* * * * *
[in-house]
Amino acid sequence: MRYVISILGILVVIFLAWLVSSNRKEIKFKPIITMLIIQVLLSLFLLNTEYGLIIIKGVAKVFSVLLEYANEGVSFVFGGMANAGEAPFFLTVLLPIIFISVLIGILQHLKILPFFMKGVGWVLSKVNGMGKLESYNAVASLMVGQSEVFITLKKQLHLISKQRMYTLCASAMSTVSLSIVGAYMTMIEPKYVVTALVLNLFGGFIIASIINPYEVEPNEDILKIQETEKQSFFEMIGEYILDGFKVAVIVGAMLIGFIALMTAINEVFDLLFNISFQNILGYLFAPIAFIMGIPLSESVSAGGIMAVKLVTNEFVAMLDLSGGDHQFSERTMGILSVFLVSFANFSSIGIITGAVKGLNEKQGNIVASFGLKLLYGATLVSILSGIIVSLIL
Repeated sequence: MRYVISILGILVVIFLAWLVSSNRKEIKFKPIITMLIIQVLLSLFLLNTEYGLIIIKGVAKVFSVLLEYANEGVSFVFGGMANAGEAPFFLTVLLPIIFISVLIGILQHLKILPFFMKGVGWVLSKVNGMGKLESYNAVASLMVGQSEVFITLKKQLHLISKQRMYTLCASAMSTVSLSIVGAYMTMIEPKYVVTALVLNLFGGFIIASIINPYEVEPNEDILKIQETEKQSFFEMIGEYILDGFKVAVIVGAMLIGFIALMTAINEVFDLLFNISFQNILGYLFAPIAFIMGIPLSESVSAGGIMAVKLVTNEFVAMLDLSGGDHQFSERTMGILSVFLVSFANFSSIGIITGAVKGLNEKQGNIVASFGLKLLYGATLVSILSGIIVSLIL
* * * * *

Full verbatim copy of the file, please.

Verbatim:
[in-house]
Amino acid sequence: MRYVISILGILVVIFLAWLVSSNRKEIKFKPIITMLIIQVLLSLFLLNTEYGLIIIKGVAKVFSVLLEYANEGVSFVFGGMANAGEAPFFLTVLLPIIFISVLIGILQHLKILPFFMKGVGWVLSKVNGMGKLESYNAVASLMVGQSEVFITLKKQLHLISKQRMYTLCASAMSTVSLSIVGAYMTMIEPKYVVTALVLNLFGGFIIASIINPYEVEPNEDILKIQETEKQSFFEMIGEYILDGFKVAVIVGAMLIGFIALMTAINEVFDLLFNISFQNILGYLFAPIAFIMGIPLSESVSAGGIMAVKLVTNEFVAMLDLSGGDHQFSERTMGILSVFLVSFANFSSIGIITGAVKGLNEKQGNIVASFGLKLLYGATLVSILSGIIVSLIL
Repeated sequence: MRYVISILGILVVIFLAWLVSSNRKEIKFKPIITMLIIQVLLSLFLLNTEYGLIIIKGVAKVFSVLLEYANEGVSFVFGGMANAGEAPFFLTVLLPIIFISVLIGILQHLKILPFFMKGVGWVLSKVNGMGKLESYNAVASLMVGQSEVFITLKKQLHLISKQRMYTLCASAMSTVSLSIVGAYMTMIEPKYVVTALVLNLFGGFIIASIINPYEVEPNEDILKIQETEKQSFFEMIGEYILDGFKVAVIVGAMLIGFIALMTAINEVFDLLFNISFQNILGYLFAPIAFIMGIPLSESVSAGGIMAVKLVTNEFVAMLDLSGGDHQFSERTMGILSVFLVSFANFSSIGIITGAVKGLNEKQGNIVASFGLKLLYGATLVSILSGIIVSLIL